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Liberia in World War II

American troops in Liberia during World War II

Liberia did not become militarily involved in World War II until January, 1944, with the election of William Tubman, at which time the country declared war on Germany and Japan. However, even before the start of Liberia's official military involvement, the nation participated in the war for two years under the terms of a Defense Agreement with the United States. Apart from Ceylon (present day Sri Lanka) and the Belgian Congo, Liberia possessed one of the few remaining sources of rubber for the Allies. To guarantee a steady supply of rubber from the world's largest rubber plantation, operated at Harbel by the Firestone Company since 1926, the US government built roads throughout the country, created an international airport (known as Robertsfield), and transformed the capital, Monrovia, by building a deep water port (the Freeport of Monrovia).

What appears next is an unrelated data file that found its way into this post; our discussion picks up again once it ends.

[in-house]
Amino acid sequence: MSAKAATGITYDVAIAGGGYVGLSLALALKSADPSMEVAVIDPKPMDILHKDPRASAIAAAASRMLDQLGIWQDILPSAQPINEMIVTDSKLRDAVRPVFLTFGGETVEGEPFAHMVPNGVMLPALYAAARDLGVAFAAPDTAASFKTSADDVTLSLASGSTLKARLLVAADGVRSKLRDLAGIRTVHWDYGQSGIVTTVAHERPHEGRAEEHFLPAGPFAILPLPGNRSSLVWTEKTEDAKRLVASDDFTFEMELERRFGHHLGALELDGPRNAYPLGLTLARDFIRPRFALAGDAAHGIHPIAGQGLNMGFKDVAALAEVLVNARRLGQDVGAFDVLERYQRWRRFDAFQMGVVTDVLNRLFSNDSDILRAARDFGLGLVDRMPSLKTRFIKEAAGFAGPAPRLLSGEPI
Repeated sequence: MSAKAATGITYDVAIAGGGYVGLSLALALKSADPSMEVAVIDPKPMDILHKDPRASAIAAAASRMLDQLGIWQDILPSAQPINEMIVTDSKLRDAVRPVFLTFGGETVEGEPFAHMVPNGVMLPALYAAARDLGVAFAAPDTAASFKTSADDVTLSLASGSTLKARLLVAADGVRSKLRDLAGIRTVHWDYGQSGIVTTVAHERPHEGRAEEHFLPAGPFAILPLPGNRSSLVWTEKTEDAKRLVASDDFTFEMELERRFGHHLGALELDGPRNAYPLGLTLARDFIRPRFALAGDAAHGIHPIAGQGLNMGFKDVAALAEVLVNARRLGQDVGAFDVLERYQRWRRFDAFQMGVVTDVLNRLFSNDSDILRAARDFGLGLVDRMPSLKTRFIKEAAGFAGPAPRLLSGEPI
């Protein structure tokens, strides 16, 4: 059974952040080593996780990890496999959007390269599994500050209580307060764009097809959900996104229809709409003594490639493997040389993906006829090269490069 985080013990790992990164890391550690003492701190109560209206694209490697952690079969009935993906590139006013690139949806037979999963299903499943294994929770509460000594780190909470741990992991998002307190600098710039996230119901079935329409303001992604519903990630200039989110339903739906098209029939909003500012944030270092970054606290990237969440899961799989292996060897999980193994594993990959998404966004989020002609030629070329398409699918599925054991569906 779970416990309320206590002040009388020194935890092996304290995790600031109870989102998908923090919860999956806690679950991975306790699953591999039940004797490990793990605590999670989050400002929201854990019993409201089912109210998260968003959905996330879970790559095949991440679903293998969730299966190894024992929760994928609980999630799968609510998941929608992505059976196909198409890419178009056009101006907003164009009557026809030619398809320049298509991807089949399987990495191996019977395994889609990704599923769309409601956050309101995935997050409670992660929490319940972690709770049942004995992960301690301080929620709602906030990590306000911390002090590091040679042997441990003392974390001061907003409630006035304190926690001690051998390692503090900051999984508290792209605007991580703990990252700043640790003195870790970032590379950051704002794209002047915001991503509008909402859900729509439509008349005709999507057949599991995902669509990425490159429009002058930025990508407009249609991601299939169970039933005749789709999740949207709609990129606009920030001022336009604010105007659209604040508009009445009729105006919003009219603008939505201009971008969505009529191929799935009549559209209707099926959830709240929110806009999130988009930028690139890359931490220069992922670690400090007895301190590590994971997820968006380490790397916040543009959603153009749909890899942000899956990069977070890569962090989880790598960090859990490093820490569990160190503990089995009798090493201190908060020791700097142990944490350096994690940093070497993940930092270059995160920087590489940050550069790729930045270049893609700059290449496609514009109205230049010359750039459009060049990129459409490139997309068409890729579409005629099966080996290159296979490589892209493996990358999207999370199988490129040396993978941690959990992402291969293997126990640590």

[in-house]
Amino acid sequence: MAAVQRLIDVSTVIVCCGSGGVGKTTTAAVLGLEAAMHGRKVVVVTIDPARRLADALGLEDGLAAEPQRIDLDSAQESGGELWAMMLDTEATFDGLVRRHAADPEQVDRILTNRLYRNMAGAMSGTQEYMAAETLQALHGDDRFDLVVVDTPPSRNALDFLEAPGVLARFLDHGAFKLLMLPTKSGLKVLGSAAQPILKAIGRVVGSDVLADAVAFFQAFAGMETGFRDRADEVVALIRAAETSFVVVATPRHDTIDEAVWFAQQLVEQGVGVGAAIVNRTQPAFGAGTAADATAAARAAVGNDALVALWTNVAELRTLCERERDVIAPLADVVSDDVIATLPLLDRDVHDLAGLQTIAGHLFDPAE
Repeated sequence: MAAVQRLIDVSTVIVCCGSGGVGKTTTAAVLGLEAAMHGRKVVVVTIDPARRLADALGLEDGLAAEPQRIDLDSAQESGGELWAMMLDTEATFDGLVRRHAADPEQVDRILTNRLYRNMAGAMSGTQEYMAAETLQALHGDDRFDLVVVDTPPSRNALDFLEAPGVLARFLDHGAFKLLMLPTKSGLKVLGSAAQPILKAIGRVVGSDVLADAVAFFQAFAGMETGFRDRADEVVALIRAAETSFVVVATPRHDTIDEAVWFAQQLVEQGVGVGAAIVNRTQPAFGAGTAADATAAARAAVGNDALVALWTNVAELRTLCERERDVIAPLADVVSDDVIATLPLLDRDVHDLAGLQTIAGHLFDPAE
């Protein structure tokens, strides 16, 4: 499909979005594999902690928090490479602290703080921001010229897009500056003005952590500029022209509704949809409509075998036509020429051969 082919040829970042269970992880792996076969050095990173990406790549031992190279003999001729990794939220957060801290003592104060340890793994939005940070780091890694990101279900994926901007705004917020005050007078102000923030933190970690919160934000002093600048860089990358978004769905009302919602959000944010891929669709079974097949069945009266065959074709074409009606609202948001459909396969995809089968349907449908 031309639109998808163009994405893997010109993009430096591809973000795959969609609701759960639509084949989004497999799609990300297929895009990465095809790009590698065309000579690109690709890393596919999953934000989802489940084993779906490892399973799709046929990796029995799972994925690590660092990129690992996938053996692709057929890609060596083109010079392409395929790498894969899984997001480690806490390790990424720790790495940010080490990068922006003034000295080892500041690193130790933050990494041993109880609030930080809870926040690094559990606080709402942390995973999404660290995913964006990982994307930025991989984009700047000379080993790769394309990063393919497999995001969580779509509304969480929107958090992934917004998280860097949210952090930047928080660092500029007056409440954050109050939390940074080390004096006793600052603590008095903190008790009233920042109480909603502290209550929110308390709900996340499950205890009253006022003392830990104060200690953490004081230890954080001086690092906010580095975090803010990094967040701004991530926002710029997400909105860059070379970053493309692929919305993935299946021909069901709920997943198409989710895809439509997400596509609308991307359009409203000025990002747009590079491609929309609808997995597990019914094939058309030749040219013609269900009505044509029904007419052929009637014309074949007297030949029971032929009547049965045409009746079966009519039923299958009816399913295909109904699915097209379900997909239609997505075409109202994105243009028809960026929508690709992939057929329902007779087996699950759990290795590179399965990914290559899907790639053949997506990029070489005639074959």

In 1944, with its entry into the war, Liberia adopted the US dollar and became one of only four countries in Africa to join the newly formed United Nations.

References

  • Sherman, Frank. Liberia: The Land, Its People, History and Culture. Intercontinental Books, 2010.

See also

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